News Corp May Have Paid British Premier's Aide
MELISSA BLOCK, host: British Prime Minister David Cameron is facing embarrassing new allegations connected to the phone hacking scandal in the UK. Cameron was criticized for hiring a former "News of the World" editor, Andy Coulson, to be his communications chief.
Coulson resigned in January of this year but now, there are reports that Coulson continued to receive payments and benefits from the newspaper, even while working for Cameron. Vicki Barker has the story from London.
VICKI BARKER: In parliamentary testimony two years ago, Andy Coulson, then David Cameron's head of communications, stated flatly he had just one, sole source of income, and that was Cameron's conservative party.
But last night, the BBC reported that Coulson in fact received thousands in severance pay from Rupert Murdoch's News International all through his first year with Cameron, and that he held onto his company car and his company health insurance for three years.
Tom Watson is the opposition Labour lawmaker who questioned Coulson about his income back in 2009.
TOM WATSON: David Cameron, I'm sure, today would be embarrassed to know that three years into working for him as a spin doctor, Rupert Murdoch was paying for the car and for the health insurance of Andy Coulson.
BARKER: He wants Britain's electoral commission to investigate whether the payments could be considered donations that should have been declared. Watson sits on the committee probing the phone-hacking scandal.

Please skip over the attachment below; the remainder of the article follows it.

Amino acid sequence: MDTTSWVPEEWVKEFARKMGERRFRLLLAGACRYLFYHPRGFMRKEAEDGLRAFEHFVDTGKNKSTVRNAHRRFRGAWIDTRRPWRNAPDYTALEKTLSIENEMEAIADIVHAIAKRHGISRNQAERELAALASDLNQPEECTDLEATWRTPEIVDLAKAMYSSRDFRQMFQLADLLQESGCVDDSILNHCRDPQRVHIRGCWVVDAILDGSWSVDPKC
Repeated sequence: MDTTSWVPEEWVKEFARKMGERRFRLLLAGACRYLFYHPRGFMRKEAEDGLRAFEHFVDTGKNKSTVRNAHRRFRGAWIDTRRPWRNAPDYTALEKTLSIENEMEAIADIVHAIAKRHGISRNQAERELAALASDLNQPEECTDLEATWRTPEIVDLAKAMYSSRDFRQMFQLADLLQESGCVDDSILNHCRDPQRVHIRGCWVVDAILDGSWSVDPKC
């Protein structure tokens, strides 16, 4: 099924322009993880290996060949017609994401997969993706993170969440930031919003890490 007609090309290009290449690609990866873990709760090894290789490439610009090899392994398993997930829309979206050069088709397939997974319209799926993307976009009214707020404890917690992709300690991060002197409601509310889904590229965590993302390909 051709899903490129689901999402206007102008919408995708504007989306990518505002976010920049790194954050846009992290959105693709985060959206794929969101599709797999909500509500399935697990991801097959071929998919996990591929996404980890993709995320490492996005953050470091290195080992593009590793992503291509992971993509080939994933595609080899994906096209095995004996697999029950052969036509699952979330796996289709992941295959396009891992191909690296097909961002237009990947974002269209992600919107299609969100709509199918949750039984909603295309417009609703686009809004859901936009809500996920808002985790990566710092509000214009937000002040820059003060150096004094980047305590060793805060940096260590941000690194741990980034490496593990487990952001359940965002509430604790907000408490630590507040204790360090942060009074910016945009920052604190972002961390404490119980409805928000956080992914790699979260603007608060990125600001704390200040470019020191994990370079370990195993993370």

WATSON: And you begin to ask the question, what have we got to do to get the truth out of News International? Every single day, there seems to be a new revelation that contradicts what's previously been said.
BARKER: Cameron could be embarrassed but not necessarily damaged, says Michael White from the left-leaning Guardian newspaper.
MICHAEL WHITE: For most people, it's now faded into the background, leaving a vague impression that Rupert Murdoch is not a white knight - well, I think voters probably thought that anyway, after they read his papers - and that David Cameron's judgment is not as good as it ought to be. They probably knew that, too.
BARKER: Besides, White says, between what was largely seen as his effective handling of the recent riots and the apparent vindication of his policy on Libya, David Cameron's having a pretty good August, in the voters' eyes.
The conservative head of the parliamentary committee looking into the phone-hacking scandal says it's not yet clear if Coulson deliberately lied to British lawmakers, but he says the panel will take up the question when it reconvenes next month.
For NPR News, I'm Vicki Barker in London.
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